No-ink color printing process uses nanoscale materials

July 5, 2015
A color printing process from researchers at Missouri S&T is giving new meaning to the term "read the fine print."

A color printing process from researchers at Missouri University of Science and Technology (Missouri S&T; Rolla, MO) is giving new meaning to the term "read the fine print." The nanoscale print features are very finevisible only with the aid of a high-powered electron microscope.

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The researchers describe their "no-ink" printing method in the latest issue of the Nature Publishing Group journal Scientific Reports and illustrate their technique by reproducing the Missouri S&T athletic logo on a nanometer-scale surface.

Not unlike color laser marking via diffraction patterns, the method involves the use of thin sandwiches of nanometer-scale metal-dielectric materials known as metamaterials that interact with light in ways not seen in nature. Experimenting with the interplay of white light on sandwich-like structures, or plasmonic interfaces, the researchers developed what they call “a simple but efficient structural color printing platform” at the nanometer-scale level. They believe the process holds promise for future applications, including nanoscale visual arts, security marking and information storage.

The researchers' printing surface consists of a sandwich-like structure made up of two thin films of silver separated by a "spacer" film of silica. The top layer of silver film is 25 nm thick and is punctured with tiny holes created by a microfabrication process known as focused ion beam milling. The bottom layer of silver is four times thicker than the top layer but still minuscule at 100 nm. Between the top and bottom films lies a 45 nm thick silica dielectric spacer.

The researchers created a scaled-down template of the athletic logo and drilled out tiny perforations on the top layer of the metamaterial structure. Under a scanning electron microscope, the template looks like a needlepoint pattern of the logo. The researchers then beamed light through the holes to create the logo using no inkonly the interaction of the materials and light.

By adjusting the hole size of the top layer, light at the desired frequency was beamed into the material with a perfect absorption. This allowed researchers to create different colors in the reflected light and thereby accurately reproduce the S&T athletic logo with nanoscale color palettes. The researchers further adjusted the holes to alter the logo's official green and gold color scheme to introduce four new colors (an orange ampersand, magenta "S" and "T," cyan pickaxe symbol and navy blue "Missouri").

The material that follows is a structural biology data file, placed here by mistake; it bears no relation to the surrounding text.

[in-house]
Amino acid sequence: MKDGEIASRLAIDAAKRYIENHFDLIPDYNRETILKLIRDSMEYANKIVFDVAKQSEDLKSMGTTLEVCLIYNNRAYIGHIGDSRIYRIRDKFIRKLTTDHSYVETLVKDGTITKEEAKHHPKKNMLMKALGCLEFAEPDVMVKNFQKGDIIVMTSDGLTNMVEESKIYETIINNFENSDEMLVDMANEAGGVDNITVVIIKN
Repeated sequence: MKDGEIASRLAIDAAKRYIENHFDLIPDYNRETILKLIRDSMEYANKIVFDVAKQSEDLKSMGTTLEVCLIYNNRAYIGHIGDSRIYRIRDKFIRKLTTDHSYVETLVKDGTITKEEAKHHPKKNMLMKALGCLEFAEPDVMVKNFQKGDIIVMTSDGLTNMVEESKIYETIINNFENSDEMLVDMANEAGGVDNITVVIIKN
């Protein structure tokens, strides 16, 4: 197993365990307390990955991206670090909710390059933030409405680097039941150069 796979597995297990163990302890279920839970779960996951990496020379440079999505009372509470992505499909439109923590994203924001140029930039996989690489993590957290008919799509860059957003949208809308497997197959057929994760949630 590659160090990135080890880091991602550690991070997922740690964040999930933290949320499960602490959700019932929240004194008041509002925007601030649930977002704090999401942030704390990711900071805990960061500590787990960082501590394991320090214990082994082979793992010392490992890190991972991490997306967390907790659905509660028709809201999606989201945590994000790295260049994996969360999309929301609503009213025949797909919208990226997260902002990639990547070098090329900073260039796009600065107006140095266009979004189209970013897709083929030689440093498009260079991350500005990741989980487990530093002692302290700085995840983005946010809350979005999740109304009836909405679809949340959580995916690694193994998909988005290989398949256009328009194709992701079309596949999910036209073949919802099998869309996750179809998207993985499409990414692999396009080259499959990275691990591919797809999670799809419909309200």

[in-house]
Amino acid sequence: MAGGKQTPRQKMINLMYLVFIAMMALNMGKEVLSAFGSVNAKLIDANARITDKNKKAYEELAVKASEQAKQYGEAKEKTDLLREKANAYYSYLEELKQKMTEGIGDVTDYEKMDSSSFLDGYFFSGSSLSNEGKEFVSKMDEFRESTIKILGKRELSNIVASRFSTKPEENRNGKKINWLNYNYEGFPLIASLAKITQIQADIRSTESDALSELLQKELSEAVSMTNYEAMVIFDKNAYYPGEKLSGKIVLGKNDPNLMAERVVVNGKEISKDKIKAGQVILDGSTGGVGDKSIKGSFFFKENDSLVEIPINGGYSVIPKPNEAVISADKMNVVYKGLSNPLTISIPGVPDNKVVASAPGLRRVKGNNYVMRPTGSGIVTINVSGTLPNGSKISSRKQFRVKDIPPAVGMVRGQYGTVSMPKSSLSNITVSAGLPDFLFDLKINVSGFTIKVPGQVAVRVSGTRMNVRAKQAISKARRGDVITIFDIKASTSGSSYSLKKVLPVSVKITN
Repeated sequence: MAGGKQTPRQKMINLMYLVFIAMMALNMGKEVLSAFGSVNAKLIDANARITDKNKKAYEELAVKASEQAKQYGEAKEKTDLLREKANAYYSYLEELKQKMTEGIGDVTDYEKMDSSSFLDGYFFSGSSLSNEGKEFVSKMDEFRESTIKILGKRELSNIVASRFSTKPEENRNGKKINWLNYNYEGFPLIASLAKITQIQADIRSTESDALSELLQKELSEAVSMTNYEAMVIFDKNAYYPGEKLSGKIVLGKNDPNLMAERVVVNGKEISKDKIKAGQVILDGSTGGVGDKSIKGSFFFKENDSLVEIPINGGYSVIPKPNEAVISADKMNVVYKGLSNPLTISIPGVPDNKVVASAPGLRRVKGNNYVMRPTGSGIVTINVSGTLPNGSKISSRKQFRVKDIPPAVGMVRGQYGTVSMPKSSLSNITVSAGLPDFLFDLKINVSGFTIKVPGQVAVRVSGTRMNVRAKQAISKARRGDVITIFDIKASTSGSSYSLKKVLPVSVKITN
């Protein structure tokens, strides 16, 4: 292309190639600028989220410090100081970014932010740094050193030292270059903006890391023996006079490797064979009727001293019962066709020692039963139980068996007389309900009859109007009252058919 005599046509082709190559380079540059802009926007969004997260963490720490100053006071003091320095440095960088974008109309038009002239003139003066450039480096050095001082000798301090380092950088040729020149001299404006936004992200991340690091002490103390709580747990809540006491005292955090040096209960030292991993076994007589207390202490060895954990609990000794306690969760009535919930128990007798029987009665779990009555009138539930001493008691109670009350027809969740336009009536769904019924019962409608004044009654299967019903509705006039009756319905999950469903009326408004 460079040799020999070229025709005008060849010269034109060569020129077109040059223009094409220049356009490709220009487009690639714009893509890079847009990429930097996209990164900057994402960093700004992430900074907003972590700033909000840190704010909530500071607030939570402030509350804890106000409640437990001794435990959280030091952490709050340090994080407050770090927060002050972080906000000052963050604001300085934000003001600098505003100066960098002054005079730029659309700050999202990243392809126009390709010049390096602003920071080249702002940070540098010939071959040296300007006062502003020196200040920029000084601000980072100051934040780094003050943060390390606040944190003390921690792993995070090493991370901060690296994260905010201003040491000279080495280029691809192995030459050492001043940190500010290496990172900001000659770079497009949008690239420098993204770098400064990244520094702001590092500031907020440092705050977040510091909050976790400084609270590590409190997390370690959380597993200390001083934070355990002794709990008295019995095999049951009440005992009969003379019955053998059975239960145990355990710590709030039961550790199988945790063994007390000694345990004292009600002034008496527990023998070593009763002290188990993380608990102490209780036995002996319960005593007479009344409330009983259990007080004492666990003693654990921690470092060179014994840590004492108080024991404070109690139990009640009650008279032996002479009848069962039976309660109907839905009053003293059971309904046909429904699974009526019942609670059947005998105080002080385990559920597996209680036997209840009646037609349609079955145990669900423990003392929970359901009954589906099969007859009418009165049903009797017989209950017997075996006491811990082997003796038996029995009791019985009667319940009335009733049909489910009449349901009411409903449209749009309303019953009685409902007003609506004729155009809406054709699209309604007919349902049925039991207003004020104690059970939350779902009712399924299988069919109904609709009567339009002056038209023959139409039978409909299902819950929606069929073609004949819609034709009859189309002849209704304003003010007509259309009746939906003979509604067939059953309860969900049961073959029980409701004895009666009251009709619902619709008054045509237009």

"To reproduce a colorful artwork with our nanoscale color palettes, we replaced different areas in the original image with different nanostructures with specified hole sizes to represent various visible colors," says Xiaodong Yang, an assistant professor at Missouri S&T, who leads the Nanoscale Optics Laboratory in the university's mechanical and aerospace engineering department. "We chose the athletic logo to fill that need."

"Unlike the printing process of an inkjet or laserjet printer, where mixed color pigments are used, there is no color ink used in our structural printing processonly different hole sizes on a thin metallic layer," says Jie Gao, an assistant professor of mechanical and aerospace engineering at Missouri S&T and a co-author of the paper.

In their paper, the authors note that the process resulted in "pure colors with high brightness" with little need for protective coatings. The researchers believe the process could lead to "high-performance, pigment-free color printing and relevant applications such as security marking and information storage."

SOURCE: Missouri University of Science and Technology; http://news.mst.edu/2015/06/researchers-demonstrate-no-ink-color-printing-with-nanomaterials/

About the Author

Gail Overton | Senior Editor (2004-2020)

Gail has more than 30 years of engineering, marketing, product management, and editorial experience in the photonics and optical communications industry. Before joining the staff at Laser Focus World in 2004, she held many product management and product marketing roles in the fiber-optics industry, most notably at Hughes (El Segundo, CA), GTE Labs (Waltham, MA), Corning (Corning, NY), Photon Kinetics (Beaverton, OR), and Newport Corporation (Irvine, CA). During her marketing career, Gail published articles in WDM Solutions and Sensors magazine and traveled internationally to conduct product and sales training. Gail received her BS degree in physics, with an emphasis in optics, from San Diego State University in San Diego, CA in May 1986.

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